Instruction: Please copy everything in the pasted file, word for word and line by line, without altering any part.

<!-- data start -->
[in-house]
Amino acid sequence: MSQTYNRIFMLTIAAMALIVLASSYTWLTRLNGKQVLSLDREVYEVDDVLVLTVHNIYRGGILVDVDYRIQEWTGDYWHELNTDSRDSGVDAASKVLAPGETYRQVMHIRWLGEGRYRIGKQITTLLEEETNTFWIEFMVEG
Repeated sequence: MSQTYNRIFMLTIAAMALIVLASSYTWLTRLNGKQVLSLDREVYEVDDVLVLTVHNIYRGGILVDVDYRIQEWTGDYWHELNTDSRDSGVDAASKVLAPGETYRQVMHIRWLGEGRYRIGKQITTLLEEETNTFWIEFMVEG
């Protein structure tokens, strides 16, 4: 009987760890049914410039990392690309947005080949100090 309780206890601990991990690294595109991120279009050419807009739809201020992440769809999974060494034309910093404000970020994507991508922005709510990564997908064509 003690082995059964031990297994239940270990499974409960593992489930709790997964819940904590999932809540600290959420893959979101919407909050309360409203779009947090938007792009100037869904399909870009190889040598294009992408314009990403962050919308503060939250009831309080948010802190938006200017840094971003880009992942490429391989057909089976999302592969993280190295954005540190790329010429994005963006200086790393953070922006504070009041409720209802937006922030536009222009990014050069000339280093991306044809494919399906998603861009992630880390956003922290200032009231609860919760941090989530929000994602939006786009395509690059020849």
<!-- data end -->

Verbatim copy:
[in-house]
Amino acid sequence: MSQTYNRIFMLTIAAMALIVLASSYTWLTRLNGKQVLSLDREVYEVDDVLVLTVHNIYRGGILVDVDYRIQEWTGDYWHELNTDSRDSGVDAASKVLAPGETYRQVMHIRWLGEGRYRIGKQITTLLEEETNTFWIEFMVEG
Repeated sequence: MSQTYNRIFMLTIAAMALIVLASSYTWLTRLNGKQVLSLDREVYEVDDVLVLTVHNIYRGGILVDVDYRIQEWTGDYWHELNTDSRDSGVDAASKVLAPGETYRQVMHIRWLGEGRYRIGKQITTLLEEETNTFWIEFMVEG
């Protein structure tokens, strides 16, 4: 009987760890049914410039990392690309947005080949100090 309780206890601990991990690294595109991120279009050419807009739809201020992440769809999974060494034309910093404000970020994507991508922005709510990564997908064509 003690082995059964031990297994239940270990499974409960593992489930709790997964819940904590999932809540600290959420893959979101919407909050309360409203779009947090938007792009100037869904399909870009190889040598294009992408314009990403962050919308503060939250009831309080948010802190938006200017840094971003880009992942490429391989057909089976999302592969993280190295954005540190790329010429994005963006200086790393953070922006504070009041409720209802937006922030536009222009990014050069000339280093991306044809494919399906998603861009992630880390956003922290200032009231609860919760941090989530929000994602939006786009395509690059020849």